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How Do Our Dreams Help Us Cope During Stressful Times?

From Understanding Dreams Blog with Psychology Today

Find out how this dream helped the dreamer connect her past and present.

Dreams can help you connect your past and present. They remind you that your life is one connected whole, and that people and events from your past can help you with difficulties in your life right now.

Jacklyn’s dream shows how this works. Her baby was just two and a half months old when the coronavirus struck, and the quarantine hit Jacklyn hard. She wasn’t able to visit her parents for ten weeks, a strange time for sure, being a new mother and not able to lean on her own mom for help with her newborn.

The Dream 

“I’m at my childhood home, which is across the street from a park that has a small mountain. I used to see that scene from my bedroom window as a child. In the dream I am with our newborn, walking over to the park and as I arrive, I can’t believe everything has changed! They have a built-in Jacuzzi there! In the dream I am imploring my husband to come across the street and see everything new there.” 

The Discussion 

There are six points of entry to interpreting a dream: feelings, action, play on words, symbols, repetition, and plot. Jacklyn started by exploring her feelings: “The dream had more of a strangeness as opposed to a nightmarish feeling. I was mostly stunned by how everything was changed.”

Moving to the symbols, I asked Jacklyn for her associations to a Jacuzzi. She answered, “My parents go back and forth often talking about the possibility of installing one at their country place. But so far it hasn’t happened. It’s an ongoing story that we don’t know the end to yet. I also associate a Jacuzzi with my safe place. I am so relaxed there, obsessed with hot water and there’s nothing I love better than soaking away the days’ events in my safe place.”

I inquired, “What comes to mind about your parents’ country home?” Jacklyn offered, “My parents rented a home every summer since we were children and I absolutely loved my summers there and still even today love being in the country. It’s so relaxing for me.”

While describing her childhood home from the dream, Jacklyn said, “I loved my childhood home. And I loved that little park across the street! My sister and I spent many afternoons playing there and I used to love looking at the park from my bedroom window. I felt safe there.”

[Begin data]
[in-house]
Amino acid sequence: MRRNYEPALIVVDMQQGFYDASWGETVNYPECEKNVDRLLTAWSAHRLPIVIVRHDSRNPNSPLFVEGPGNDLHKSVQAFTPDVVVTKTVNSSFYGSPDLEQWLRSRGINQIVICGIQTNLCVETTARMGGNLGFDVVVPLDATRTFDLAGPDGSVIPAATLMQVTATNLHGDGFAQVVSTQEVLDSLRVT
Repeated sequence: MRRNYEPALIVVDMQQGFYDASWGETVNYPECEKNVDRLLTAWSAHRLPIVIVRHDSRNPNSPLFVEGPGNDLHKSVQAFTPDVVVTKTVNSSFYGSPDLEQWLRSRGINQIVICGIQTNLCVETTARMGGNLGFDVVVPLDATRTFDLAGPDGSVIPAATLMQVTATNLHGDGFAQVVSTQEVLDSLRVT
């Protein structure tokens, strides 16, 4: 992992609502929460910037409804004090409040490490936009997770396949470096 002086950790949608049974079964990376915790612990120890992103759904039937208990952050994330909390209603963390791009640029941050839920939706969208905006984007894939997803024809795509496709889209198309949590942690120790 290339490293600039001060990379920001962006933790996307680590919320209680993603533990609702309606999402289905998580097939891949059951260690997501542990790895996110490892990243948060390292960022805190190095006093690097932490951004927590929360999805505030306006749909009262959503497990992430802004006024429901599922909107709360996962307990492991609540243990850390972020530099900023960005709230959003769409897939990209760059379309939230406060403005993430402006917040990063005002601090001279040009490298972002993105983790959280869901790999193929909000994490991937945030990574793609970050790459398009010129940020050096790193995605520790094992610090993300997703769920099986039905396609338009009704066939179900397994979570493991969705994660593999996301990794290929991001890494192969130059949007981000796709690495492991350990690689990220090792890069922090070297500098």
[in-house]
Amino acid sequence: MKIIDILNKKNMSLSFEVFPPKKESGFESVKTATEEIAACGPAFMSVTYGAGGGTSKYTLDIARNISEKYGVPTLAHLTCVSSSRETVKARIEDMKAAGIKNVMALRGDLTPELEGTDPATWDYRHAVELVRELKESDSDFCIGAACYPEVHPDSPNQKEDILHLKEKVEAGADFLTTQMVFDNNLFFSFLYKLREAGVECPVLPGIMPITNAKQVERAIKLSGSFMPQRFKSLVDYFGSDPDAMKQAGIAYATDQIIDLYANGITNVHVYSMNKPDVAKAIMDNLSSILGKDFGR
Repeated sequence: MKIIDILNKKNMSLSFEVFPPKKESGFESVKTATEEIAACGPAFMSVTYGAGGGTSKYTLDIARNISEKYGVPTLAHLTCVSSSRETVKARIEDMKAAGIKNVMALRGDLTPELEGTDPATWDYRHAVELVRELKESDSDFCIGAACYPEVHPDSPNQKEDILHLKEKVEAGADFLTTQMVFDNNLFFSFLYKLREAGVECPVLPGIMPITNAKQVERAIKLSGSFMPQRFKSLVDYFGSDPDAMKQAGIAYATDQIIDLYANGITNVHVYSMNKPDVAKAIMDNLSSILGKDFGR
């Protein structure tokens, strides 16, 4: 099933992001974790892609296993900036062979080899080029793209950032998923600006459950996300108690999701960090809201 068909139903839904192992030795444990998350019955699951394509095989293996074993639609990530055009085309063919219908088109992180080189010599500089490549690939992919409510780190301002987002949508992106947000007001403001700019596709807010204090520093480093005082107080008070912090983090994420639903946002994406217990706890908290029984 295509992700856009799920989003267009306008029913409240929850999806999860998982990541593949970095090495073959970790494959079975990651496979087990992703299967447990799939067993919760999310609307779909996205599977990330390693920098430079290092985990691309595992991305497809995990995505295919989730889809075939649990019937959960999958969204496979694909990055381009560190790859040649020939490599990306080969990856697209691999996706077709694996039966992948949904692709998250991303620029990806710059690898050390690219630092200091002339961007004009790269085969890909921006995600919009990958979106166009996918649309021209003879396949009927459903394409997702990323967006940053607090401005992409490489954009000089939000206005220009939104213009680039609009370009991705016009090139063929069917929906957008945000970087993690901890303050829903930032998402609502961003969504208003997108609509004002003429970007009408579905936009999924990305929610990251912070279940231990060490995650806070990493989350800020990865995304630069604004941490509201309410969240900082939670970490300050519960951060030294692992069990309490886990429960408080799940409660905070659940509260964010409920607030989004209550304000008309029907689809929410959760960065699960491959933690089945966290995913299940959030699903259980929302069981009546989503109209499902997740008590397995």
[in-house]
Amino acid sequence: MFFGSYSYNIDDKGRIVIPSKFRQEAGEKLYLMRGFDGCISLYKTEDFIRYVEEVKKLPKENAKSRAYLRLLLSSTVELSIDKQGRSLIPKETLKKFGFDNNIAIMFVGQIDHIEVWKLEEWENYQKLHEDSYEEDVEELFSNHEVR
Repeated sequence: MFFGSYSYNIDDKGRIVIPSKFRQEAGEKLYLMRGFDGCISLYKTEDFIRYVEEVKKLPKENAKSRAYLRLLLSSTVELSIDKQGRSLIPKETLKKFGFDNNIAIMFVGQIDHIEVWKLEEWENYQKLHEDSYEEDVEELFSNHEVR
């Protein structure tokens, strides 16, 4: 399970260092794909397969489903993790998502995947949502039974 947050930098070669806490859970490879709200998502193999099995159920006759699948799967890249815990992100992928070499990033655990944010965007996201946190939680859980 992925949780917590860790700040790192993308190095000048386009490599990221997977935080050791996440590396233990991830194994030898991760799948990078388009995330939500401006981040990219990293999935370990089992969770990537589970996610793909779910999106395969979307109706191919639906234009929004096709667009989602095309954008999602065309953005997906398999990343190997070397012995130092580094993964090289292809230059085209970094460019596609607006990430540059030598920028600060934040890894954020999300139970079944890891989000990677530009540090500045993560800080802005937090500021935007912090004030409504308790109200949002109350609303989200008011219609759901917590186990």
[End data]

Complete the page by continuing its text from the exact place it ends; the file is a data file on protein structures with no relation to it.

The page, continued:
Finally, Jacklyn’s own words helped her connect to the events that triggered her dream. I asked, “In the dream you say, ‘I can’t believe everything has changed’. Is there some situation you are facing in which you are experiencing a change?” 

“Well,” Jacklyn smiled, “of course I just gave birth, but with this virus, we are all experiencing change. And who knows when it’s going to end?” “Yes,” I agreed and repeating another sentence she had said, “To use your words, ‘It’s an ongoing story that we don’t know the end to yet.’ How are you managing through these changes?”

“I miss my parents. I haven’t seen them in almost three months! They are missing these early days getting to know the baby. Then there’s the support and help. My mom would be giving me a break! It’s my first baby and hard to experience without my parents close.”

What We Can Learn

Jacklyn’s dream shows how the six points of entry work together in helping with the interpretation of a dream. Jacklyn and I started with the feelings, moved onto the symbols and finally examined the exact words she was using as a play on words. Ultimately, all these elements were important for understanding her dream.

Jacklyn’s dream also reveals the power of repetition. There are three separate associations all meaning “safe space.”  Two of them come from her childhood: her early home where she felt safe, and the family country house, which was “so relaxing.” One is from her present life, where her Jacuzzi is her “safe place” and where she feels “so relaxed.” 

The dream exposes a contrast between the tension of a situation where “everything has changed” and which is “hard to experience,” and the safe spaces from Jacklyn’s past and present. She needs to tap into those safe spaces to help her through this “ongoing story that we don’t know the end to yet.” 

The safe spaces from her past clearly suggest her connection to family. By keeping frequent contact with her parents and family through Facetime or Zoom, Jacklyn can preserve a greater sense of safety and continuity in her life at this time of uncertainty. The symbol of the Jacuzzi reminds Jacklyn to make full use of the things she has around her, like her own Jacuzzi, that help her feel safe in the moment. 

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